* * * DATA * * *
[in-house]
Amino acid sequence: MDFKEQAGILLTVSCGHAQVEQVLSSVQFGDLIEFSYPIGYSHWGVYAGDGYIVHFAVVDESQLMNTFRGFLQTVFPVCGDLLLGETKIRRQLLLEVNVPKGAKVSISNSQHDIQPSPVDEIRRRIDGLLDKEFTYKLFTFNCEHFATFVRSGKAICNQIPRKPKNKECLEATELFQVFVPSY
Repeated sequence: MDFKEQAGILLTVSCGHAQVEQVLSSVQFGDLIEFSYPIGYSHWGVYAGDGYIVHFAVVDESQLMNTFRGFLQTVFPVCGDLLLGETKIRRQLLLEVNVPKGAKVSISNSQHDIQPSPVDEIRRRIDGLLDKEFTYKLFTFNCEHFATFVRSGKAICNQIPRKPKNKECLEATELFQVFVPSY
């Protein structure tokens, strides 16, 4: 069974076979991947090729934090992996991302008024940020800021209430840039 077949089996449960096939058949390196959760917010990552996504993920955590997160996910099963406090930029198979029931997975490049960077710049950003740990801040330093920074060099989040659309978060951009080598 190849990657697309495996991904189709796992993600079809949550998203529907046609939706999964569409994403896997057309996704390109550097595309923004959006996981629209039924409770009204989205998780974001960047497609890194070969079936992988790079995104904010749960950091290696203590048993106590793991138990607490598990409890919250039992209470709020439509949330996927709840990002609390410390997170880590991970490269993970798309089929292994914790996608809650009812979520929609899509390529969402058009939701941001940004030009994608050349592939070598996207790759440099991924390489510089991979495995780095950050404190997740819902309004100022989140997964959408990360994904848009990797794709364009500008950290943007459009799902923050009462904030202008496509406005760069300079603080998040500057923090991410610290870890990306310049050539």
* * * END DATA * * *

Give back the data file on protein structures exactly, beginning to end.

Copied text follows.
[in-house]
Amino acid sequence: MDFKEQAGILLTVSCGHAQVEQVLSSVQFGDLIEFSYPIGYSHWGVYAGDGYIVHFAVVDESQLMNTFRGFLQTVFPVCGDLLLGETKIRRQLLLEVNVPKGAKVSISNSQHDIQPSPVDEIRRRIDGLLDKEFTYKLFTFNCEHFATFVRSGKAICNQIPRKPKNKECLEATELFQVFVPSY
Repeated sequence: MDFKEQAGILLTVSCGHAQVEQVLSSVQFGDLIEFSYPIGYSHWGVYAGDGYIVHFAVVDESQLMNTFRGFLQTVFPVCGDLLLGETKIRRQLLLEVNVPKGAKVSISNSQHDIQPSPVDEIRRRIDGLLDKEFTYKLFTFNCEHFATFVRSGKAICNQIPRKPKNKECLEATELFQVFVPSY
């Protein structure tokens, strides 16, 4: 069974076979991947090729934090992996991302008024940020800021209430840039 077949089996449960096939058949390196959760917010990552996504993920955590997160996910099963406090930029198979029931997975490049960077710049950003740990801040330093920074060099989040659309978060951009080598 190849990657697309495996991904189709796992993600079809949550998203529907046609939706999964569409994403896997057309996704390109550097595309923004959006996981629209039924409770009204989205998780974001960047497609890194070969079936992988790079995104904010749960950091290696203590048993106590793991138990607490598990409890919250039992209470709020439509949330996927709840990002609390410390997170880590991970490269993970798309089929292994914790996608809650009812979520929609899509390529969402058009939701941001940004030009994608050349592939070598996207790759440099991924390489510089991979495995780095950050404190997740819902309004100022989140997964959408990360994904848009990797794709364009500008950290943007459009799902923050009462904030202008496509406005760069300079603080998040500057923090991410610290870890990306310049050539």